The unbalanced balance sheet: Making intangibles count

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Point of view , PwC US Feb 10, 2021

Business models in many industries have evolved in the last decade to increasingly create economic value from investments in intangible assets, such as brands, technology, and customer relationships. And this intangible-centric approach has been more obvious since the start of the global pandemic. Companies have made and continue to make substantial investments that create or enhance the value of intangibles, which are inextricably linked to their strategy. They may, for example:

  • research new technologies,

  • cultivate customer relationships that form the basis for future revenue streams,

  • foster relationships with partners and service providers that complement in-house capabilities,

  • run advertising and promotions that enhance product recognition and brand affinity,

  • identify, hire, and nurture a workforce that can efficiently and effectively deliver on the company’s value proposition, or

  • develop strong processes, know-how, and trade-secrets that create efficiencies and value. 

Since 2009, the implied market value of intangible assets at S&P 500 companies increased 255%, while the book value of tangible assets only increased 97% over the same period. 

While this value creation has happened, the accounting model has remained unchanged. Current accounting guidance does not always recognize the value created by intangibles, either on the balance sheet or in the footnotes. Although hard assets, such as property and equipment, appear on company balance sheets, investments in internally-generated intangibles are generally expensed as incurred. As a result, a company’s most valuable assets often do not appear on its balance sheet. The result can be a large gap between the book value of the company and its market capitalization. 

To enhance the relevance of financial reporting, we believe it will need to reflect the transition to a knowledge-based economy and provide greater insight into intangible investments. Communicating this information as part of the financial reporting process, rather than through other avenues, subjects it to the rigorous processes and controls in the financial reporting ecosystem that are designed to produce information that is reliable, consistent from year to year, and comparable between companies. This is especially important as investors are increasingly focused on a company’s environmental, social, and governance (ESG) strategy, which highlights management’s stewardship of certain intangibles, such as human capital.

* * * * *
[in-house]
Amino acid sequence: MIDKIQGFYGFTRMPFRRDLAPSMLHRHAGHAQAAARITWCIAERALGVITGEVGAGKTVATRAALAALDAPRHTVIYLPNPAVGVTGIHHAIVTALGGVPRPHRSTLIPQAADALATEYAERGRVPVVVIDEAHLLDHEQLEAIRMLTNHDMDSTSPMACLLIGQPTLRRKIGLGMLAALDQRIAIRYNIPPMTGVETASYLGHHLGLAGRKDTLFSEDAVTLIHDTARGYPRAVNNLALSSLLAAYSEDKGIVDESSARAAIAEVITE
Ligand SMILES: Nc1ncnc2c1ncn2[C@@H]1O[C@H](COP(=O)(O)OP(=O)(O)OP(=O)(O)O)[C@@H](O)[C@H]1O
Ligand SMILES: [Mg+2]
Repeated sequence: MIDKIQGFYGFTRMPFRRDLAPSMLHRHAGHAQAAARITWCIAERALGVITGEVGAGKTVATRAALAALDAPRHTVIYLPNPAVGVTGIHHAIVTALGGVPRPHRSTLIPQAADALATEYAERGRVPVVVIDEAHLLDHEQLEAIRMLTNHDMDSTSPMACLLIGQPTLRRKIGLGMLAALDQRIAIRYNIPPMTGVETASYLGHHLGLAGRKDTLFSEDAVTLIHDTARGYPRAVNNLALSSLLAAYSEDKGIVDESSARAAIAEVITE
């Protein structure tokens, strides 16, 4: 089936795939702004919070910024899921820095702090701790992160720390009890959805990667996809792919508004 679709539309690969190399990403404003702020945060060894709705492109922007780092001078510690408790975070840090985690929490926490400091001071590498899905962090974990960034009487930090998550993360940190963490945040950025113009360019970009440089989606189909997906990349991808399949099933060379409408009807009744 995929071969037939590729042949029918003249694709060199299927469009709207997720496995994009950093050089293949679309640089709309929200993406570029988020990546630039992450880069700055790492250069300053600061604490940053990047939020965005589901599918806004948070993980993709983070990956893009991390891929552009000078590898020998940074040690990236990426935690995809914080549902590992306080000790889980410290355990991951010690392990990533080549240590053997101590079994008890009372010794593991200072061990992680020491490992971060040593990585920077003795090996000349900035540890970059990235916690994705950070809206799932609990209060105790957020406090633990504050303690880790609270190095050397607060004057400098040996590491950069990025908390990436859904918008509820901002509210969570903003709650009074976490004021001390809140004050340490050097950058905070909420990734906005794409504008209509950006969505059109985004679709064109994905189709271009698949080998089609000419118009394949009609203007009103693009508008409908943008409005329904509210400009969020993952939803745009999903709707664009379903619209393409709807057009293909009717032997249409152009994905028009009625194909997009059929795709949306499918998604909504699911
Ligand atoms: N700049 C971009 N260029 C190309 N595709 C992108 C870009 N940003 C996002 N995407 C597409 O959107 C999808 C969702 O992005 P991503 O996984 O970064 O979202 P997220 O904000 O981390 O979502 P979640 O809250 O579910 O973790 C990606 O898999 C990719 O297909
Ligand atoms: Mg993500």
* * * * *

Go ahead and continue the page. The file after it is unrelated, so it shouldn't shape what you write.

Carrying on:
The question is how financial statements can most effectively and efficiently communicate information about intangible assets to stakeholders. Given the wide array of intangibles, there may not be a one-size-fits-all approach. Instead, stakeholders may need to work together to develop a mixed model of recognition and disclosure to communicate the relevant decision-useful information.

Read the full article.

To have a deeper discussion on intangible assets, please contact:

Heather Horn

US Strategic Thought Leader, National Professional Services Group, PwC US


Andreas Ohl

Partner, National Professional Services Group, PwC US


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Heather Horn

Heather Horn

US Strategic Thought Leader, National Professional Services Group, PwC US

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